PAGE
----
The effects of the U.S. government budget cuts that started on March 1 will not likely be felt until April but they could be significant for airlines and their passengers. The Federal Aviation Administration, the Transportation Security Administration (TSA) and the Customs and Border Protection (CBP) agency will absorb the mandated spending cuts known as the “sequester” in part by furloughing employees, or requiring them to take several days of unpaid leave.
Presidency of Barack Obama
When then President-elect Barack Obama named retiring Republican congressman Ray LaHood (R-Ill.) to become his first secretary of transportation on Dec. 19, 2008, it raised more than a few eyebrows on both sides of the legislative aisle. But political blood proved thicker than water.
Transportation Secretary Ray LaHood announced to DOT employees this morning that he will not be staying on for a second term. The former seven-term Congressman was the lone Republican in President Obama’s first Cabinet. During his four years as DOT secretary, LaHood was Obama’s point man for increased infrastructure spending to help heal the economy. He said he will stay on until his successor is confirmed.
Washington, D.C., seems to be a city that is in perpetual crisis. Now the U.S. government is in conniptions over the “fiscal cliff.” Federal Reserve chairman Ben Bernanke coined that metaphor to describe the tax increases and automatic spending cuts that kick in on January 2 unless Democrats and Republicans somehow tame the $16 trillion national debt.
The divided U.S. government edged closer to the so-called the “fiscal cliff,” a combination of tax increases and automatic spending cuts that will be imposed on January 2 unless political parties reach agreement on a package to reduce the country’s $16 trillion national debt. With 25 days remaining before the measures take effect, the parties were at a stalemate.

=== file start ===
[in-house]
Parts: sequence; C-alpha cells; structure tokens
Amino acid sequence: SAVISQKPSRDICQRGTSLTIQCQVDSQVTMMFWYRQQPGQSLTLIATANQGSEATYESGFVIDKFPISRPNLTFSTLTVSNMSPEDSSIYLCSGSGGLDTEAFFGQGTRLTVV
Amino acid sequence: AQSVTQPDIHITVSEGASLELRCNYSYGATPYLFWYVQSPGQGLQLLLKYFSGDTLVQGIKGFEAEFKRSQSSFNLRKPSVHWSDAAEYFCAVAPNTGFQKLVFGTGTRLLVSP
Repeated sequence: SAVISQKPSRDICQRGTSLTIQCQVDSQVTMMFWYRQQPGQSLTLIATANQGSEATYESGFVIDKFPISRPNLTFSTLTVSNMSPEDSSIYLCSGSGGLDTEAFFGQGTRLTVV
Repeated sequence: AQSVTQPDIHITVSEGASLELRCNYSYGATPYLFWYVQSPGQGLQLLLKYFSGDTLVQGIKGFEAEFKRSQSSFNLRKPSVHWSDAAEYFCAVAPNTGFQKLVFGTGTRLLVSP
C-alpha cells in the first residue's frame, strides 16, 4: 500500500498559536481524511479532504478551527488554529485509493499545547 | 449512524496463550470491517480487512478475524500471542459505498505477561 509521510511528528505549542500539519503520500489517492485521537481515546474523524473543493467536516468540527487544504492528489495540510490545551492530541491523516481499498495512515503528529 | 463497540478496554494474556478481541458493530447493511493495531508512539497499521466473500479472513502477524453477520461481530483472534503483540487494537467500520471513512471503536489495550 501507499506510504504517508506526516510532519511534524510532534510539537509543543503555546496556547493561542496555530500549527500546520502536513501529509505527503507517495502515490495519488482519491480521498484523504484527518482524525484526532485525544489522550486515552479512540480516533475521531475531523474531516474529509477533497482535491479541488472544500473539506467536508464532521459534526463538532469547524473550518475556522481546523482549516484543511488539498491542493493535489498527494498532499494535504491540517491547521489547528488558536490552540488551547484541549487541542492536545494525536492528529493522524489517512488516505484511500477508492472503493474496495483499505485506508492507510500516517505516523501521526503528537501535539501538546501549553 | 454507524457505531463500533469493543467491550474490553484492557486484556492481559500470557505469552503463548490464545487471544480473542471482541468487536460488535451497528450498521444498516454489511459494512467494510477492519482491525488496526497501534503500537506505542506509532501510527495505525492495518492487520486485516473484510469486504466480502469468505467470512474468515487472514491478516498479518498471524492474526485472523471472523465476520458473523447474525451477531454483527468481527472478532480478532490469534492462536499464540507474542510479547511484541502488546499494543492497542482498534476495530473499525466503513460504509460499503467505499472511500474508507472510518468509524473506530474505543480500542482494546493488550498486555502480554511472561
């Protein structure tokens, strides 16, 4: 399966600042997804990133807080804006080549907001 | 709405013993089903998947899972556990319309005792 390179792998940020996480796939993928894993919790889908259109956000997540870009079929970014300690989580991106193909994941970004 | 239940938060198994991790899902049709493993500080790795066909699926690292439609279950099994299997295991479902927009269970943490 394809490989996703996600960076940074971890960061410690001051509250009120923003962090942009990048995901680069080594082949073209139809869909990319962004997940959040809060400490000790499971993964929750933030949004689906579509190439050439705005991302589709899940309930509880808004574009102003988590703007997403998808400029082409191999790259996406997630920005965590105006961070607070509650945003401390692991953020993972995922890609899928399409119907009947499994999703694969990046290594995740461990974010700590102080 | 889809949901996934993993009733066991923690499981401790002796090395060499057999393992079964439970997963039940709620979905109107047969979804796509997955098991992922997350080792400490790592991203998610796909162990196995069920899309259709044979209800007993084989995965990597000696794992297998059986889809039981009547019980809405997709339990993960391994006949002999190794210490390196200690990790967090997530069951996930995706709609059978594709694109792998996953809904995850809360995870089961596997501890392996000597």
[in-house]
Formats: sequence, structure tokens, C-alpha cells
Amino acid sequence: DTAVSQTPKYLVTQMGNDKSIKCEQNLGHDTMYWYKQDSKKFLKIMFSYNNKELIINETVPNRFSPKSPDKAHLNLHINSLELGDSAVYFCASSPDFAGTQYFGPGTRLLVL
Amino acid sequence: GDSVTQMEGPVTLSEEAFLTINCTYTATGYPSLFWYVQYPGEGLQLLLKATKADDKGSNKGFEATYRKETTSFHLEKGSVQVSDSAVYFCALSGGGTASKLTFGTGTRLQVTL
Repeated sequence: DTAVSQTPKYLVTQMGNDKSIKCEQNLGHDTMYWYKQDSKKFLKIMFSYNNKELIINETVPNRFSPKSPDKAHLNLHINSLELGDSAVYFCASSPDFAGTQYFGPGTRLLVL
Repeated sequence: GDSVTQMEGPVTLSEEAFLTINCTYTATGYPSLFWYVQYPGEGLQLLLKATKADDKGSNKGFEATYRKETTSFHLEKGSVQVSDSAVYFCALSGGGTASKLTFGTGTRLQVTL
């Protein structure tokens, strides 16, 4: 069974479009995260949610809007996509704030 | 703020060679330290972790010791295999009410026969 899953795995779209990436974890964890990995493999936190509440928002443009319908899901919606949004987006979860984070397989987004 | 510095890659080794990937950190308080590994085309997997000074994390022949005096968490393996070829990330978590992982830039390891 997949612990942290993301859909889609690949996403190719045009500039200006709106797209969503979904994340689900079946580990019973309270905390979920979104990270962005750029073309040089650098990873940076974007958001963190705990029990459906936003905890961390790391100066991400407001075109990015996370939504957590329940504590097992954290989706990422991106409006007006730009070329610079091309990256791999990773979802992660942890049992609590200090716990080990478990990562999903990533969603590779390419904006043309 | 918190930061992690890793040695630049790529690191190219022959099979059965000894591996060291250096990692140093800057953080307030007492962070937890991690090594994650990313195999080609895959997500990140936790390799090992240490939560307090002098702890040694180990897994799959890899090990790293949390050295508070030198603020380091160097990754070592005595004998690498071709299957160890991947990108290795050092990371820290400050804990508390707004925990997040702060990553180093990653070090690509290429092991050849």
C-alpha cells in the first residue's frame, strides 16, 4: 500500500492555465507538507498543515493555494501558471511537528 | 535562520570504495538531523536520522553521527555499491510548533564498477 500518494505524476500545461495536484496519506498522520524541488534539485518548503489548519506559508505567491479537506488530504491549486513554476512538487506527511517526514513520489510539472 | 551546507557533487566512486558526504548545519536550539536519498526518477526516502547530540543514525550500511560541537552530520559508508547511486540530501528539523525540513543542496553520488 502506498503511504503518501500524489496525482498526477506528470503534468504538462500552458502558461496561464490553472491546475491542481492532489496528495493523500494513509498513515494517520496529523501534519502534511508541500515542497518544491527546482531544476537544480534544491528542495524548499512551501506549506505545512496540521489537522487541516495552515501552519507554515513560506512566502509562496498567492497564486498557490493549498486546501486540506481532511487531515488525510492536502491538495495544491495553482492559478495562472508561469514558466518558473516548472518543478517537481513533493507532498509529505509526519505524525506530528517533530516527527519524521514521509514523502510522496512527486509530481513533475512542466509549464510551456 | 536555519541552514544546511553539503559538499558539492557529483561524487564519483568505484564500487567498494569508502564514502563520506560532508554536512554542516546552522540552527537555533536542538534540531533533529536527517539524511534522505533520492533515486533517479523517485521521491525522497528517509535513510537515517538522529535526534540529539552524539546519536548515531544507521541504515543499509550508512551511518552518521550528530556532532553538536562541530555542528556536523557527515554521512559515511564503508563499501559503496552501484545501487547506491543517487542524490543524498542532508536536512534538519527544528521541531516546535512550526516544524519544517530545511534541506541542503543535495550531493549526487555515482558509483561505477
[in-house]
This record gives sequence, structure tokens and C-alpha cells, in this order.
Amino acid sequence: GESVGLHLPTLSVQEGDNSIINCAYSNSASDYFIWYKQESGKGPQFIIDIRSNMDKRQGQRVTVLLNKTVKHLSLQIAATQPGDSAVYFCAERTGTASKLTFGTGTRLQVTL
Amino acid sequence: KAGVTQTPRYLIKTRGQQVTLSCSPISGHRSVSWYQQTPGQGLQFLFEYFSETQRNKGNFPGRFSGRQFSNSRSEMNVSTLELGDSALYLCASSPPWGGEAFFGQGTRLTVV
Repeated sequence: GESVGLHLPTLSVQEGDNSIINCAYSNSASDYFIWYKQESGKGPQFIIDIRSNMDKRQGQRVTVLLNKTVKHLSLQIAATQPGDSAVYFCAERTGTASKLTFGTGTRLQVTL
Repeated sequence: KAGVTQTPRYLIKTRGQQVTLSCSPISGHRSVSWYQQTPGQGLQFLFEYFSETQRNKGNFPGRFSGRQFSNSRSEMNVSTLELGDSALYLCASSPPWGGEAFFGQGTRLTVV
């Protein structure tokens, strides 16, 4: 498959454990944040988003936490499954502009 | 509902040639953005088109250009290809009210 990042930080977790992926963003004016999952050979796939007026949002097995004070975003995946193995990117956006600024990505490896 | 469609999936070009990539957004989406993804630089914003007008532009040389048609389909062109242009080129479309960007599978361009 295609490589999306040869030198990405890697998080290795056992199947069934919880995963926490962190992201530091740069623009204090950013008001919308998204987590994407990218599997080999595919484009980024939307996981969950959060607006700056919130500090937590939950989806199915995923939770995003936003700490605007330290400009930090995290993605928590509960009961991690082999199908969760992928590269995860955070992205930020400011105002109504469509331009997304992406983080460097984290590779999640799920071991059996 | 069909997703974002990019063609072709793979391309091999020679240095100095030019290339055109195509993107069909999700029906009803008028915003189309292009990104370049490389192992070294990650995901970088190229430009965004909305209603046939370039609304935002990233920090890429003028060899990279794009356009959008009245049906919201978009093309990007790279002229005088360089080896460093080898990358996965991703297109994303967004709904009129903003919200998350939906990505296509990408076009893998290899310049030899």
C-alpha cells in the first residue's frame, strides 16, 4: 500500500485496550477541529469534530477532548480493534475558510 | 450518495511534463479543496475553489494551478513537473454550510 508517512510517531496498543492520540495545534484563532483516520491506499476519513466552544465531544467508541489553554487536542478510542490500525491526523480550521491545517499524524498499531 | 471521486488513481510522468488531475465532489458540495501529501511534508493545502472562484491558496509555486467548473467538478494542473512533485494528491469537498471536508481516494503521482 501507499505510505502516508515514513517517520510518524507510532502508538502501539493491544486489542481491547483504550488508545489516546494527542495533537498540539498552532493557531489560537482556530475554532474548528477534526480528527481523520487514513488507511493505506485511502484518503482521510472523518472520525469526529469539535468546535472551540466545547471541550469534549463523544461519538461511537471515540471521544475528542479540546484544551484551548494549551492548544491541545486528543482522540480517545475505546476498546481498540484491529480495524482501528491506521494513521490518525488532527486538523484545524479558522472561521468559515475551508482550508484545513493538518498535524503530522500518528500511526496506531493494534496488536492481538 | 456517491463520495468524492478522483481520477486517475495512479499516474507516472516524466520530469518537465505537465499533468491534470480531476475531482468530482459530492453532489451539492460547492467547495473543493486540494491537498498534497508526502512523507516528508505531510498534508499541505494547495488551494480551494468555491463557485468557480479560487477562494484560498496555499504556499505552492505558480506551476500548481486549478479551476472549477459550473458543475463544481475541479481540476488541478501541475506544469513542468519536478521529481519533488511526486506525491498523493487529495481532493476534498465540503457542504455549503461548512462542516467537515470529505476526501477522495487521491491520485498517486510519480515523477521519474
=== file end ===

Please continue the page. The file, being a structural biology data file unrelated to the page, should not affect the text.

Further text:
If automatic federal budget cuts known as “sequestration” take effect in January, the Obama Administration and the FAA could ramp up efforts to impose aviation user fees to plug the gap, NBAA fears. Under sequestration, the FAA budget could be cut by $1 billion annually, according to an Aerospace Industries Association (AIA) study released on Monday.
When President Obama signed the four-year FAA reauthorization bill on February 14, he put an end to more than four years of foot-dragging and often contentious debate, along with a record 23 short-term extensions of the FAA’s operating authorization and ability to levy and collect aviation excise taxes, since the last four-year reauthorization expired in the fall of 2007.
As members of Congress are fond of saying when an onerous bill hits their desks, President Obama’s renewed call for a $100 user fee for turbine aircraft flights in “controlled” airspace probably will be “dead on arrival” on Capitol Hill. The per-flight user fee is included in the White House’s Fiscal Year 2013 budget of $3.8 trillion that was released on Thursday.
In the wake of the White House response to an online petition opposing President Obama’s $100-per-flight fee proposal, AOPA is calling on its members to contribute to its Political Action Committee “to help our friends in Congress.” Craig Fuller, president and CEO of the 400,000-plus-member organization, issued a stark warning that the White House proposal “must be defeated if general aviation as we know it is to s
Business aviation may still be brimming with righteous indignation over recent attacks by President Barack Obama (in the row over bonus depreciation) and The Wall Street Journal (over the Block Aircraft Registration Request issue), but it now faces bigger and more tangible problems.